I do not want to dwell on the issue of who would be the Minister and how the Minister would be appointed, because there are more serious issues in the Bill. Whoever was appointed according to the model in the Bill—and in all likelihood, given the current thinking of the DUP and Sinn Fein, it will not be an SDLP Minister—may stay in office, but can be put out of office at any time. That does not apply to the other Ministers, who can be put out of office only in accordance with provisions in the agreement and terms for exclusion. I think it quite unfair that an Alliance Minister might be put out of office just for being annoying, although some people might consider that a good enough reason. The chances are, however, that whoever is appointed will be the Minister until the next Assembly election, if devolution comes before it.

The Bill provides that, after the Assembly election scheduled for May 2011, all the other Ministers will have to be appointed by means of the d’Hondt system, and if that has not happened within seven days, there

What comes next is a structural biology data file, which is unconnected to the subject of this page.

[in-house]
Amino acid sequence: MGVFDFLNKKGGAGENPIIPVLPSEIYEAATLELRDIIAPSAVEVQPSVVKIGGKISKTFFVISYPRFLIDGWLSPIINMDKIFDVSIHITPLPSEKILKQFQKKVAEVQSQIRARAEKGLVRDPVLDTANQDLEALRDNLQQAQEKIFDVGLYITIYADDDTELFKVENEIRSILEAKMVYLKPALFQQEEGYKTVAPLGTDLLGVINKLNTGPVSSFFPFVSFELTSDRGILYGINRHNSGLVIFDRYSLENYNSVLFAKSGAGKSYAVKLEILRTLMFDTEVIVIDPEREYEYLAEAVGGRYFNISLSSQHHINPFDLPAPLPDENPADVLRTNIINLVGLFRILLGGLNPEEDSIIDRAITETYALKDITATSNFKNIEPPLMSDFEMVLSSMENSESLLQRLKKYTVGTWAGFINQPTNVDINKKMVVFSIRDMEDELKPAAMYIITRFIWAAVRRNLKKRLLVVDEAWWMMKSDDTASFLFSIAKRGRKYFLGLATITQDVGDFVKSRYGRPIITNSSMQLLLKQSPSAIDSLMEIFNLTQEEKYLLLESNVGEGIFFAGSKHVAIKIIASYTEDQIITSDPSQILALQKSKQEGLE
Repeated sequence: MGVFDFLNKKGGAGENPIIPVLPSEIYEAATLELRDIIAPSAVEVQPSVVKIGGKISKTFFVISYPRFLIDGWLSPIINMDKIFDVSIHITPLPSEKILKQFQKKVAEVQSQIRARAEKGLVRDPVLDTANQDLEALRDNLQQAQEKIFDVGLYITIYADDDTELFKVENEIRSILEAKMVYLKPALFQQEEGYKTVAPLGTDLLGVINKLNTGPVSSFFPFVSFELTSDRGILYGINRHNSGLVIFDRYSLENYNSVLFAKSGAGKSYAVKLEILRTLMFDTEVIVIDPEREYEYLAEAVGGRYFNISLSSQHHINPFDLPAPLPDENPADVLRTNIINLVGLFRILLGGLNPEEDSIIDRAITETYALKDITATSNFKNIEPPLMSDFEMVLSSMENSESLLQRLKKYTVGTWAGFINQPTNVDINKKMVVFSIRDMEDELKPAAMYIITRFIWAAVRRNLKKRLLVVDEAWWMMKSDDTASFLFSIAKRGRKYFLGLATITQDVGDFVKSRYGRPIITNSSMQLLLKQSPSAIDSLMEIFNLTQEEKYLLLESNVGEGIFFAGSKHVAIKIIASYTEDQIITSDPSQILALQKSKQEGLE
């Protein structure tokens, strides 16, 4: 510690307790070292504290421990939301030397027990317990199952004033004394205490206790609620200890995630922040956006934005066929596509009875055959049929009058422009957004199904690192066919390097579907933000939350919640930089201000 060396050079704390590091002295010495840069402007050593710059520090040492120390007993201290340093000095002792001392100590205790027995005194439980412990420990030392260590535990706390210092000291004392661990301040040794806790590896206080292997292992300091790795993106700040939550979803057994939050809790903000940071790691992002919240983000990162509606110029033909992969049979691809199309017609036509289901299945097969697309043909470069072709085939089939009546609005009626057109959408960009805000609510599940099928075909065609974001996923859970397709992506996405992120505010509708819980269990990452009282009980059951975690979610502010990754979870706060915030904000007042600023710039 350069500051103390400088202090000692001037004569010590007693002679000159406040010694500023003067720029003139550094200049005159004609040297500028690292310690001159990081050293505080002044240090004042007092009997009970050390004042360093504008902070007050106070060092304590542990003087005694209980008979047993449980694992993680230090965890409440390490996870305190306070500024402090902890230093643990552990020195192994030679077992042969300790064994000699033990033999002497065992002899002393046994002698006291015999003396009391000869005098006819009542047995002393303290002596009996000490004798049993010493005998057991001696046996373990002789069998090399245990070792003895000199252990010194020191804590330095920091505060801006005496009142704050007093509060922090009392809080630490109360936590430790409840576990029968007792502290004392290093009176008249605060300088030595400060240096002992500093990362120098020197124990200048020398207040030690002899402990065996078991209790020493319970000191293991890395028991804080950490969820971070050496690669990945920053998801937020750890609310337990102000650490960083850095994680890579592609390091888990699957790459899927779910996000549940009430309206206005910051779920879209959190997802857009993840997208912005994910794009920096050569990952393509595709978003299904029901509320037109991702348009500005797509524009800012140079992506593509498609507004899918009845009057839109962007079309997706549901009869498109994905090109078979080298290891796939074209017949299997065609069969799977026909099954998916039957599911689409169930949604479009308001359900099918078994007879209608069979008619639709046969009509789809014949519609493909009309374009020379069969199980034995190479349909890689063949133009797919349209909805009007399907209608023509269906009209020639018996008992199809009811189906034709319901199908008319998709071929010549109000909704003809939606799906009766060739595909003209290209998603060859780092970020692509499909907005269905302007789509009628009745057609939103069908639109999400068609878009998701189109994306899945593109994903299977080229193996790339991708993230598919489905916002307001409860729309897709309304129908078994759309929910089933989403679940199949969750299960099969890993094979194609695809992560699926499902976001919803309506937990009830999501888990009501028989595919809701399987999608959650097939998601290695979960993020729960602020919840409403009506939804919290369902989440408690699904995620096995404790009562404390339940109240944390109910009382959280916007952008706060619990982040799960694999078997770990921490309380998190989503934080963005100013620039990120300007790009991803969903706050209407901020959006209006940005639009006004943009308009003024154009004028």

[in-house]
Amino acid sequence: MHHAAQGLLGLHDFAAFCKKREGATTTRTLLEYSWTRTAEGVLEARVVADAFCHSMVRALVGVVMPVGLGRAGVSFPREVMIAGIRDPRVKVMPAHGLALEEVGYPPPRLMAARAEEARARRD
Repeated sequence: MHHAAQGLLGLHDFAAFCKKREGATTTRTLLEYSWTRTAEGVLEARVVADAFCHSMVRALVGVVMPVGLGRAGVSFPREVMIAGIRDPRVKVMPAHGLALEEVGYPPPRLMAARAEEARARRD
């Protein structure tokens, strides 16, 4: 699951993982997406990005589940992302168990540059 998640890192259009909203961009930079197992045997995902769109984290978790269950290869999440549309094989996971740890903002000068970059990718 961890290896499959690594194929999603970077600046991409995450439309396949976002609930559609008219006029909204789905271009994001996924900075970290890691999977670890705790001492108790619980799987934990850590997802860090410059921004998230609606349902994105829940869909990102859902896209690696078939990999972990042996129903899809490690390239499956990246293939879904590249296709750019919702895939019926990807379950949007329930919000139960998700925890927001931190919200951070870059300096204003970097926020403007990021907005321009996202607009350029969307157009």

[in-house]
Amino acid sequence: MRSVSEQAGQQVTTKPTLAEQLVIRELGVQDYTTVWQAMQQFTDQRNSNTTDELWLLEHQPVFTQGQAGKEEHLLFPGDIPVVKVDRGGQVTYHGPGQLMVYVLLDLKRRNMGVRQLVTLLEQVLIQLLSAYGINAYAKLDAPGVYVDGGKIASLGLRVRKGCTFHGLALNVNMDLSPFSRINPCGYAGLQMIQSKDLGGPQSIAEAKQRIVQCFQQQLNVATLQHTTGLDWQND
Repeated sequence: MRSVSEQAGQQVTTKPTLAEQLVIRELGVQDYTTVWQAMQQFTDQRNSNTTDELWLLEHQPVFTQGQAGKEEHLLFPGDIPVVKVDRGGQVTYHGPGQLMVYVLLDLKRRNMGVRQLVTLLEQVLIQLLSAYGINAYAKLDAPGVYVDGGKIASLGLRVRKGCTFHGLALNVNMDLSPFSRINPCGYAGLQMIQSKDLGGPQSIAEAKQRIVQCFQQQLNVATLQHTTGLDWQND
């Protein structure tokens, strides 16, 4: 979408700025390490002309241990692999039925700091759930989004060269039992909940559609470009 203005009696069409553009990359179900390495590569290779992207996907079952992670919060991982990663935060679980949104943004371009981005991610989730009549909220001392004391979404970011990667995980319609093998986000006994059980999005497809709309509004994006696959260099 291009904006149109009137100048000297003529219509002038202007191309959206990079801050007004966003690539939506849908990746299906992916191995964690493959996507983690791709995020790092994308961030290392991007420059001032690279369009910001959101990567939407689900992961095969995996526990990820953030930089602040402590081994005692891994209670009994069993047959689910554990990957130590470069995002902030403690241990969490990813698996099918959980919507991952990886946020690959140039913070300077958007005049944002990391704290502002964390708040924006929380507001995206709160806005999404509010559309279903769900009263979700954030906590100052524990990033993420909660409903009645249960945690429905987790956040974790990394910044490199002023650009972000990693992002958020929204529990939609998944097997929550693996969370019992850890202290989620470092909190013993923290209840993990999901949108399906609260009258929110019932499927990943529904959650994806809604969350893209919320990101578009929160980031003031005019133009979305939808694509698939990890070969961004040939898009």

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will be an election. However, the Bill also states that we do not have to appoint or elect a Minister of Justice. Our Department of Justice can continue indefinitely without a Minister. If we consider the Department of Justice to be so important and sensitive that we must get it absolutely right, can we really be saying that we want to pass legislation whereby we are prepared to leave the ministerial post vacant after an Assembly election—that the Department can continue without a Minister? And for how long are we saying that that can continue?

Mr. Laurence Robertson (Tewkesbury) (Con): The hon. Gentleman will have observed that our amendments address not only what will happen after an Assembly election, but what would happen if policing and justice were devolved later this year. We feel that in that event a Minister should be in place almost immediately, or at least as soon as possible.

Mark Durkan: I am aware of the amendments tabled by the hon. Gentleman and his colleagues, but I think that our amendments provide better ways of dealing with these issues, and that they are more consistent and compatible with the principles and provisions of the agreement and the 1998 Act.